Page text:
Derby

Sports Direct's complaints about BBC rejected

Mike Ashley at Parliamentary committee
Image caption Sports Direct founder Mike Ashley gave evidence to the Business, Innovation and Skills Committee

Complaints by Sports Direct about a BBC investigation into working conditions at the company have been rejected by the BBC Trust.

The complaints centred around the programme's reference to a member of staff giving birth in warehouse toilets.

It said Inside Out East Midlands had misled the audience and not given the company an opportunity to respond to this "serious allegation".

The BBC Trust rejected both points.

Image caption The programme investigated working practices at the Sports Direct warehouses in Shirebrook, Derbyshire

The programme, Investigating Sports Direct, was broadcast on BBC One on 5 October last year.

As a result of the programme and other media coverage, MPs in the Business, Innovation and Skills Committee examined working practices at Sports Direct.

In their report, the MPs accused Sports Direct of not treating its workers like humans.

What was Sports Direct complaining about?

Image copyright PA

The programme included testimony from Sports Direct agency workers who said they were managed by a "six strikes" disciplinary policy. Workers would be sacked if they exceeded six strikes in a six-month period, for "offences" including reported sickness, excessive chatting, and excessive or long toilet breaks.

Workers alleged that this policy meant they attended shifts even when they were ill.

Sports Direct had two points of complaint:

  • The programme referred to a member of staff giving birth in warehouse toilets, which "misled" the audience because it implied this was another example of someone coming to work when they were unfit to do so.
  • The programme did not provide Sports Direct with an opportunity to respond to the "serious allegation" about a member of staff giving birth in the warehouse toilets.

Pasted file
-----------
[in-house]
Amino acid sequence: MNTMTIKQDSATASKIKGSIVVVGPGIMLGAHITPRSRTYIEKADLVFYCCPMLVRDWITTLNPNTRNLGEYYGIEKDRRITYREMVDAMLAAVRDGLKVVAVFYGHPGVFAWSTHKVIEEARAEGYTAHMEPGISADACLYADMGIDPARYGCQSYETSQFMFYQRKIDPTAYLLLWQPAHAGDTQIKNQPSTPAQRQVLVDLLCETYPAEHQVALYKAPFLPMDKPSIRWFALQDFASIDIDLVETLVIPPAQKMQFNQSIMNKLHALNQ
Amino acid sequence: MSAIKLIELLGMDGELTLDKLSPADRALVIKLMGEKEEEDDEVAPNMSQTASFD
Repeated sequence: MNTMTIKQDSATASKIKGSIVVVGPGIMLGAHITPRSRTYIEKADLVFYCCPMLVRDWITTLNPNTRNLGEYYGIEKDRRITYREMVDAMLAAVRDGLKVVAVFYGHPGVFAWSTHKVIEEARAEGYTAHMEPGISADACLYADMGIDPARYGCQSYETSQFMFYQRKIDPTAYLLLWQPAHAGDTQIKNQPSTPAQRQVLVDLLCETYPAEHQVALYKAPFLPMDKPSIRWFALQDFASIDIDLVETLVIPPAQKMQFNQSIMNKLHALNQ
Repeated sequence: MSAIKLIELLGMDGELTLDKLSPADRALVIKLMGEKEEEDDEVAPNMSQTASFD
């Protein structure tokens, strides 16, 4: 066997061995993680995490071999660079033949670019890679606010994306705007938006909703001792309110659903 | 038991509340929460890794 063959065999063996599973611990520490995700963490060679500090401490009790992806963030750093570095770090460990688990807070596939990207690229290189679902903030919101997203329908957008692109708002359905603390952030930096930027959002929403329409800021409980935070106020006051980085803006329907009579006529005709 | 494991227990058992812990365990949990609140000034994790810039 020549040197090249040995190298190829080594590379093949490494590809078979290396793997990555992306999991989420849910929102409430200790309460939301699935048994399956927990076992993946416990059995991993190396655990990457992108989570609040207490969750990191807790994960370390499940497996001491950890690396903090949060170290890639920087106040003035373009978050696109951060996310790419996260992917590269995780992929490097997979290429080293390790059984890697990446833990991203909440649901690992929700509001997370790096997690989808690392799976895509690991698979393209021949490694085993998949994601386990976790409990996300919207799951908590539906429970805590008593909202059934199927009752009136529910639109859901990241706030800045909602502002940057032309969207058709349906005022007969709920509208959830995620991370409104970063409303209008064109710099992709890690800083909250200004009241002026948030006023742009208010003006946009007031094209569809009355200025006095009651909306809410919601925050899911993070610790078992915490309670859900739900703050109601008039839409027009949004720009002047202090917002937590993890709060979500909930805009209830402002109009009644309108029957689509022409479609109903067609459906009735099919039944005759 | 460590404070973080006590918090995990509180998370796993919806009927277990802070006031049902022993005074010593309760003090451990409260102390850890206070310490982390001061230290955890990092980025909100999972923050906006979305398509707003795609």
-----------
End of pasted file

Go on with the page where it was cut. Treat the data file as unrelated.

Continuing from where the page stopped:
The BBC Trust noted that the reference to the birth was "factually accurate" and "went no further than the known facts".

It also said Sports Direct had been given an adequate "right of reply".

The Business, Innovation and Skills Committee chairman, Labour MP Iain Wright, has thanked the programme for its work.

"We wouldn't have been here, and we wouldn't have had any success in the select committee had it not been for... Inside Out," he said.

"Ultimately, as a result of the work of Inside Out, thousands of lives, workers at Sports Direct, will now start seeing their conditions improve, and their lives improve as a result."

Sports Direct has not yet commented on the BBC Trust's finding.

Image caption Iain Wright MP said conditions at Sports Direct had improved as a result of the programme

The birth of the baby in the warehouse toilets was widely reported when it happened in January 2014, including by the BBC.

The BBC Trust noted that the information was therefore already in the public domain prior to the programme's broadcast.

Police investigated the circumstances of the birth and charged the mother, a Polish woman in her 20s, with abandoning her baby.

However, the case was later dropped before the mother was due to stand trial.

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